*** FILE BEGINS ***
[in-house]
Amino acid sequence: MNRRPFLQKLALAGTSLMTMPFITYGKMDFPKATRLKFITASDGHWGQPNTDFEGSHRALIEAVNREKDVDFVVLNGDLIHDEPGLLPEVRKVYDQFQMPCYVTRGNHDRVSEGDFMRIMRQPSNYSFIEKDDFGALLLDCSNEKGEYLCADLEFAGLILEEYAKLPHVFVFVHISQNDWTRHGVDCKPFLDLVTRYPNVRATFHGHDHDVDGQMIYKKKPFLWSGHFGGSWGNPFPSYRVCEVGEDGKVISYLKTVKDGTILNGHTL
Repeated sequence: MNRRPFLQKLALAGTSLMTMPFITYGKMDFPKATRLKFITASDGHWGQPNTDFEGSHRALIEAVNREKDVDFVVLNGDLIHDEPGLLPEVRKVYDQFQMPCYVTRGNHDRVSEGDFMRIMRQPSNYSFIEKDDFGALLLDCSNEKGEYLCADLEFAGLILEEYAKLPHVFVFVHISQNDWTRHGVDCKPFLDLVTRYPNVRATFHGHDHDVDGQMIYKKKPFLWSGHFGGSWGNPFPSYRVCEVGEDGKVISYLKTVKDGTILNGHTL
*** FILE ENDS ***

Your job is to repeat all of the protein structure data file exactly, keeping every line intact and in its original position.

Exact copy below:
[in-house]
Amino acid sequence: MNRRPFLQKLALAGTSLMTMPFITYGKMDFPKATRLKFITASDGHWGQPNTDFEGSHRALIEAVNREKDVDFVVLNGDLIHDEPGLLPEVRKVYDQFQMPCYVTRGNHDRVSEGDFMRIMRQPSNYSFIEKDDFGALLLDCSNEKGEYLCADLEFAGLILEEYAKLPHVFVFVHISQNDWTRHGVDCKPFLDLVTRYPNVRATFHGHDHDVDGQMIYKKKPFLWSGHFGGSWGNPFPSYRVCEVGEDGKVISYLKTVKDGTILNGHTL
Repeated sequence: MNRRPFLQKLALAGTSLMTMPFITYGKMDFPKATRLKFITASDGHWGQPNTDFEGSHRALIEAVNREKDVDFVVLNGDLIHDEPGLLPEVRKVYDQFQMPCYVTRGNHDRVSEGDFMRIMRQPSNYSFIEKDDFGALLLDCSNEKGEYLCADLEFAGLILEEYAKLPHVFVFVHISQNDWTRHGVDCKPFLDLVTRYPNVRATFHGHDHDVDGQMIYKKKPFLWSGHFGGSWGNPFPSYRVCEVGEDGKVISYLKTVKDGTILNGHTL